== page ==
2 teaspoons of coarse sea salt (regular table salt lacks the flavor you want to achieve)
½ teaspoon of instant yeast
¾ cup of toasted and chopped walnuts
¾ cup of dried cranberries
1 tablespoon of honey
1 and ½ cups of warm water (approximately 95 degrees Fahrenheit)
You’ll need a 6-quart or larger Dutch oven or any large pot with a tight-fitting lid (a tight-fitting lid is most crucial to the recipe), a large mixing bowl and a large sheet of parchment paper, one that is safe to use under high heat.
1. Preheat the oven to 475 degrees, yes that’s a pretty high temperature, but it’s the perfect temp to get the crusty brown loaf of bread that you want to achieve.
2. In a large mixing bowl, stir in the first six ingredients of the recipe. There is no need to grease or oil the bowl beforehand.
3. Stir in the warm water. The dough should be pretty sticky, but don’t be tempted to add more flour, you want a sticky dough at this point.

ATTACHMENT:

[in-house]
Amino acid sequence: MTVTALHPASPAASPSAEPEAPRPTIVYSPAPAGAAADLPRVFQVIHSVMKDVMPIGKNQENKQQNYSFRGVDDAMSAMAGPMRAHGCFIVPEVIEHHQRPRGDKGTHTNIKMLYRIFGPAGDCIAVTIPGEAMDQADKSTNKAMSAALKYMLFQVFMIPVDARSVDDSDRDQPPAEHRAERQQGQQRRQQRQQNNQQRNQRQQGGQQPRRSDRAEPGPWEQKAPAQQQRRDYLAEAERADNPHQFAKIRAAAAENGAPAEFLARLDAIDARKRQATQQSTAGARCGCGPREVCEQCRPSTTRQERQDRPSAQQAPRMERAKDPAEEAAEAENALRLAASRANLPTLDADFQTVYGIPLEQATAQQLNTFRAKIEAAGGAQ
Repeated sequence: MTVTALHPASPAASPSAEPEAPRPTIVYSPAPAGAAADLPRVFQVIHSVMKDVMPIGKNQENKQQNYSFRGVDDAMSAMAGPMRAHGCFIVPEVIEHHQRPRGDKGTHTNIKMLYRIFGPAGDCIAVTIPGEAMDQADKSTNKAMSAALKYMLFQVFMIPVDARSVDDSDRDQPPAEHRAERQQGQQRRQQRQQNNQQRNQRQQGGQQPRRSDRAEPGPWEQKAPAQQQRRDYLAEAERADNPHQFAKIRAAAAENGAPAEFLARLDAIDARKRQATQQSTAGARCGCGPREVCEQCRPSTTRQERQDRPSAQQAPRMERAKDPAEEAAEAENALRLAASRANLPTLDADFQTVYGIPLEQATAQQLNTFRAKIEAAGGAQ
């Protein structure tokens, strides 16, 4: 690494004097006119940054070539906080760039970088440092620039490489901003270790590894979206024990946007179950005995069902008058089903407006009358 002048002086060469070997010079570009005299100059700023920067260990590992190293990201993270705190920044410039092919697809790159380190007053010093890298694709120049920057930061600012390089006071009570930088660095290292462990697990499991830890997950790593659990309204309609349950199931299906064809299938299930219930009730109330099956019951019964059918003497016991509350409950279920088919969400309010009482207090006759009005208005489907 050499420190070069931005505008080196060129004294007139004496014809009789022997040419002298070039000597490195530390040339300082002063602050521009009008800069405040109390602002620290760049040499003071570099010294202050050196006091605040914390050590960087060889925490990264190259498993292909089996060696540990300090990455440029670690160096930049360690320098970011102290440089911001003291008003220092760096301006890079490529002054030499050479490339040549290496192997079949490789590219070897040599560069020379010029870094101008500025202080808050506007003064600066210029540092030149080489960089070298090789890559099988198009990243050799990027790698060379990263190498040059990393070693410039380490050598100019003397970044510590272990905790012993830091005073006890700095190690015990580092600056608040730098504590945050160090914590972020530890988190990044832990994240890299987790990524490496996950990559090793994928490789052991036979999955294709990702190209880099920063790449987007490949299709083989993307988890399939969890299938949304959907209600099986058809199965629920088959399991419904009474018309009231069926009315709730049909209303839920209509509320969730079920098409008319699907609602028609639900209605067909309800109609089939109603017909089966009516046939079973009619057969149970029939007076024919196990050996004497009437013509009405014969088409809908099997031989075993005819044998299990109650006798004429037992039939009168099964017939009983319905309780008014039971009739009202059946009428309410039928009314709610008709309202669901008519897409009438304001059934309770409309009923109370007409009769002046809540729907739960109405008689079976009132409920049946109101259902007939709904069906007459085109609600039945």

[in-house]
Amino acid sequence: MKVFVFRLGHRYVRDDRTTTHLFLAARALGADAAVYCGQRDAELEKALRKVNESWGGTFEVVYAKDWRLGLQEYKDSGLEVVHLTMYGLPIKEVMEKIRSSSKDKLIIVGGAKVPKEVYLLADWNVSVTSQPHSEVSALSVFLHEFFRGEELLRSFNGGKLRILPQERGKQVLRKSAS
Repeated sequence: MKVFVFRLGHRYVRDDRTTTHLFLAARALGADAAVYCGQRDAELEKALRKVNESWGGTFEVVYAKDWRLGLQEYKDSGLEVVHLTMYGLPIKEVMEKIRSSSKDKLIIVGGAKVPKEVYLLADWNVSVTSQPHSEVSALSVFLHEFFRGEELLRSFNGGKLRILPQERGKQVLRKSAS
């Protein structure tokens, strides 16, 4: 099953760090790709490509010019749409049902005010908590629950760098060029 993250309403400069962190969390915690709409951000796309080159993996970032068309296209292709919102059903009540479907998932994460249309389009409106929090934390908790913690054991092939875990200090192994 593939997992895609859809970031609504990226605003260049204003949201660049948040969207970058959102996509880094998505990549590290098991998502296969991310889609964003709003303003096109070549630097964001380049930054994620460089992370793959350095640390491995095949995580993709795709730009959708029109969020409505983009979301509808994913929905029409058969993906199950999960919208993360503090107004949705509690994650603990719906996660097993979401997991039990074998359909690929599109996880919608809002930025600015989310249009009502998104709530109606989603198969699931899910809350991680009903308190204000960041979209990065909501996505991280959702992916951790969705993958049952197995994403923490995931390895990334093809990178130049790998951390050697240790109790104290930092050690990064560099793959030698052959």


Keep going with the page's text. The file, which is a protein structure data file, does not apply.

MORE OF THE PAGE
4. Gently shape the dough while it’s in the bowl into a ball as best as you can.
5. Cover tightly with plastic wrap or aluminum foil and set on the counter at room temperature and allow the dough to rise for 12-18 hours. The dough will double in size, stick to the sides of the bowl, and be covered in air bubbles.
6. After 12-18 hours when the dough has doubled in size, turn the dough out onto a lightly floured surface. Using lightly floured hands shape into a ball as best as you can. The dough doesn’t have to be perfect!
7. Transfer the dough to the large sheet of parchment paper, gently score an X into the top of the dough with a sharp knife. Cover the dough lightly with plastic wrap and leave alone for 30 minutes.